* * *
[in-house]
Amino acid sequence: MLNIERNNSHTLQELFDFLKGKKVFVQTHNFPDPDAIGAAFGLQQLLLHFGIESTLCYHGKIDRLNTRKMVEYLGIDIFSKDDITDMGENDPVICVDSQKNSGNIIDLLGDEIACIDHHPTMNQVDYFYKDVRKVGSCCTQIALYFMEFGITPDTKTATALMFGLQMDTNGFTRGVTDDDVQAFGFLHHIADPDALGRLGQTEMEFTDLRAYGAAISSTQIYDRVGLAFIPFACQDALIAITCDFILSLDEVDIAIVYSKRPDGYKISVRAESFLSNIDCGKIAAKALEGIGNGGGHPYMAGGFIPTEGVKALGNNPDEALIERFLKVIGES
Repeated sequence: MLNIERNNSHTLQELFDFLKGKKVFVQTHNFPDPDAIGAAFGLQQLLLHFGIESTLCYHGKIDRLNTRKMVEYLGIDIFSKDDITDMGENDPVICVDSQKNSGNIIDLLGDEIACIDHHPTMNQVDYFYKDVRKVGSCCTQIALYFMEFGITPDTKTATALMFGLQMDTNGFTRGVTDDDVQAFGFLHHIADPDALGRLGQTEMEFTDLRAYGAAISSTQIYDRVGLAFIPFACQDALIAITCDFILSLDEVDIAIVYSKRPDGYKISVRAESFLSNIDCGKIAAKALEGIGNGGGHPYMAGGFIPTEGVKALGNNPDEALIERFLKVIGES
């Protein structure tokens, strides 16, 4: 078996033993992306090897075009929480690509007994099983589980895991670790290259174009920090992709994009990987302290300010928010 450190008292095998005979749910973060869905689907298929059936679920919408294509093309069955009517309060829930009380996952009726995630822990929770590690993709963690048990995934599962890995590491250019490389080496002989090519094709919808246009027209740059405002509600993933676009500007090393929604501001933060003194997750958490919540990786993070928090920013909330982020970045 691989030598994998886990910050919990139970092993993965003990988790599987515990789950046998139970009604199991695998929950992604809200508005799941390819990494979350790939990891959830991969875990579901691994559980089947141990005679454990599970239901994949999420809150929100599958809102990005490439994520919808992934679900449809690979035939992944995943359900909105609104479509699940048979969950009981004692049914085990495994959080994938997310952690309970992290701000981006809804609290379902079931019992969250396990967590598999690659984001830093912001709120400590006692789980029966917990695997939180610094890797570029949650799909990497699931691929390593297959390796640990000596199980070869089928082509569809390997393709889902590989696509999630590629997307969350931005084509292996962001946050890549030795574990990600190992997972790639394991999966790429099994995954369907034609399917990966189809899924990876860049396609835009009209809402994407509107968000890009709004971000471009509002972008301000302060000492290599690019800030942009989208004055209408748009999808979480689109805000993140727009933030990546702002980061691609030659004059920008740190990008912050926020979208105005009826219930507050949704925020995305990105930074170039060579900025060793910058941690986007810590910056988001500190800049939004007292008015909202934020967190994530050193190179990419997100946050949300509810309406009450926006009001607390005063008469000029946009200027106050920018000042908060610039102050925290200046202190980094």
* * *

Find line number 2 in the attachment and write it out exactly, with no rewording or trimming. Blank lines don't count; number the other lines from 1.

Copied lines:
Amino acid sequence: MLNIERNNSHTLQELFDFLKGKKVFVQTHNFPDPDAIGAAFGLQQLLLHFGIESTLCYHGKIDRLNTRKMVEYLGIDIFSKDDITDMGENDPVICVDSQKNSGNIIDLLGDEIACIDHHPTMNQVDYFYKDVRKVGSCCTQIALYFMEFGITPDTKTATALMFGLQMDTNGFTRGVTDDDVQAFGFLHHIADPDALGRLGQTEMEFTDLRAYGAAISSTQIYDRVGLAFIPFACQDALIAITCDFILSLDEVDIAIVYSKRPDGYKISVRAESFLSNIDCGKIAAKALEGIGNGGGHPYMAGGFIPTEGVKALGNNPDEALIERFLKVIGES